NYC Transit Body to Let Workers Wear Turbans

     BROOKLYN, N.Y. (CN) – A post-Sept. 11 policy barring transit workers from wearing turbans came to an end on Wednesday, as the New York City Transit Authority settled two lawsuits filed on behalf of Sikhs and Muslims.
     In 2004, the Civil Rights Division of the U.S. Department of Justice filed a federal complaint against an MTA policy that forced Sikh and Muslim employees to brand their headdresses with corporate logo or work outside of the public view.
     Though the policy had long been on the books, Justice Department investigations found that the agency selectively enforced it on Sikh and Muslim workers after the Sept. 11, 2001, terrorist attacks on the World Trade Center.
     Six Sikh workers, represented by several civil rights groups, filed a separate lawsuit in the same Brooklyn court over the same policy in 2005.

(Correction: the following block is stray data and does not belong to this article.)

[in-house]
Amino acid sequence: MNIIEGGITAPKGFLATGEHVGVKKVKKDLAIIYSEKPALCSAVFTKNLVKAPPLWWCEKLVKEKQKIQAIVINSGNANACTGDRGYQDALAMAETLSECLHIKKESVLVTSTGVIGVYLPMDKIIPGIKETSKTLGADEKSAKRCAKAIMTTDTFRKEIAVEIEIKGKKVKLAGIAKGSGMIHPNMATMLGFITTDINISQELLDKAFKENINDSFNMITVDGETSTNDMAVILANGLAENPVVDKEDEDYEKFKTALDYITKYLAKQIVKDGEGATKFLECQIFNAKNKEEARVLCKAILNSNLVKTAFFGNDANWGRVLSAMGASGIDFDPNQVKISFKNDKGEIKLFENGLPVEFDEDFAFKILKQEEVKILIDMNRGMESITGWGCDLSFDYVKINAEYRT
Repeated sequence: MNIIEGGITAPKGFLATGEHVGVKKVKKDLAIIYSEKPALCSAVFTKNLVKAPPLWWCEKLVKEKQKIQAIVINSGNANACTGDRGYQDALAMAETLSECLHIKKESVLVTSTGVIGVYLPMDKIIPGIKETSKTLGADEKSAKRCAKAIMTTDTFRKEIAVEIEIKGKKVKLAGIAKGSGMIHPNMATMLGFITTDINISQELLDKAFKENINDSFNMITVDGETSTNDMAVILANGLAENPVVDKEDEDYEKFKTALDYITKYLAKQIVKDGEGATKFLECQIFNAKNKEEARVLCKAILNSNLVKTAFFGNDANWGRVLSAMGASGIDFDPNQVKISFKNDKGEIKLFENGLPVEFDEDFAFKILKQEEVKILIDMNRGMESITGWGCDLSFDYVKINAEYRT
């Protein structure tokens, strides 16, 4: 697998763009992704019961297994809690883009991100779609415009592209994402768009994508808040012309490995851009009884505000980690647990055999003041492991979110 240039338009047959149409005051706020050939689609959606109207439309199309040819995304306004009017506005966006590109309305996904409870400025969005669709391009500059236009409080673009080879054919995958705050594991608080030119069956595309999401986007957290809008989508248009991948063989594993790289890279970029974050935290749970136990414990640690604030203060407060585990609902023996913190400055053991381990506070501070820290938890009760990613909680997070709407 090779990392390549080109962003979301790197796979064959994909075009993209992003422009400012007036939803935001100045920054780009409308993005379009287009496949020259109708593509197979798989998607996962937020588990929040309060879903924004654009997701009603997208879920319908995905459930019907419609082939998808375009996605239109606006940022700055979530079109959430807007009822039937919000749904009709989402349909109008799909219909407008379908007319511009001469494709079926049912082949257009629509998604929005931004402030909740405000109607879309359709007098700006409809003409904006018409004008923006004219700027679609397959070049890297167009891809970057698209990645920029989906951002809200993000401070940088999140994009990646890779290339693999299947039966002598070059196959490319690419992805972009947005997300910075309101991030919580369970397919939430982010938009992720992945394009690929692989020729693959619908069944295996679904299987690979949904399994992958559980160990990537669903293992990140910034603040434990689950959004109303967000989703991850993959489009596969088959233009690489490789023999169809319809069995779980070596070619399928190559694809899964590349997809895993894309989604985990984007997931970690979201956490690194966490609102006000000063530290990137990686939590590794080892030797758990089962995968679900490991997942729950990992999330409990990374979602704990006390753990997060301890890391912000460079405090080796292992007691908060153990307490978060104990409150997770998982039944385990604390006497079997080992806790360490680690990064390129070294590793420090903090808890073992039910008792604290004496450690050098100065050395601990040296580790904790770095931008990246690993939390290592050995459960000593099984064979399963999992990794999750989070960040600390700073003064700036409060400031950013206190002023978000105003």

While the MTA cited “security concerns,” Sikh workers called that a pretext for workplace religious discrimination.
     According to the terms of the settlement, the transit authority must adopt new policies, and train their staff under those terms.
     In total, eight transit workers who have claimed discrimination under the policy will share an award of $184,500. The parties stipulated that any other employee who suffered discrimination under the former policy will receive “appropriate relief.”
     Plaintiff Sat Hari Singh, a train operator who also goes by the name Kevin Harrington, applauded the deal.
     “I am relieved that the policy of branding or segregating Sikh or Muslim workers is coming to an end,” Singh said in a statement through the Sikh Coalition. “The MTA honored me for driving my train in reverse away from the towers on 9/11 and leading passengers to safety. They called me a ‘hero of 9/11.’ I didn’t have a corporate logo on my turban on 9/11. This policy made no sense. It was driven by fear.”
     Lawyers for the transit workers have 60 days to seek attorneys’ fees, according to a stipulation dismissing the case.
     Government lawyers urged U.S. District Judge Sandra Townes to approve the terms of the settlement in a related filing today.

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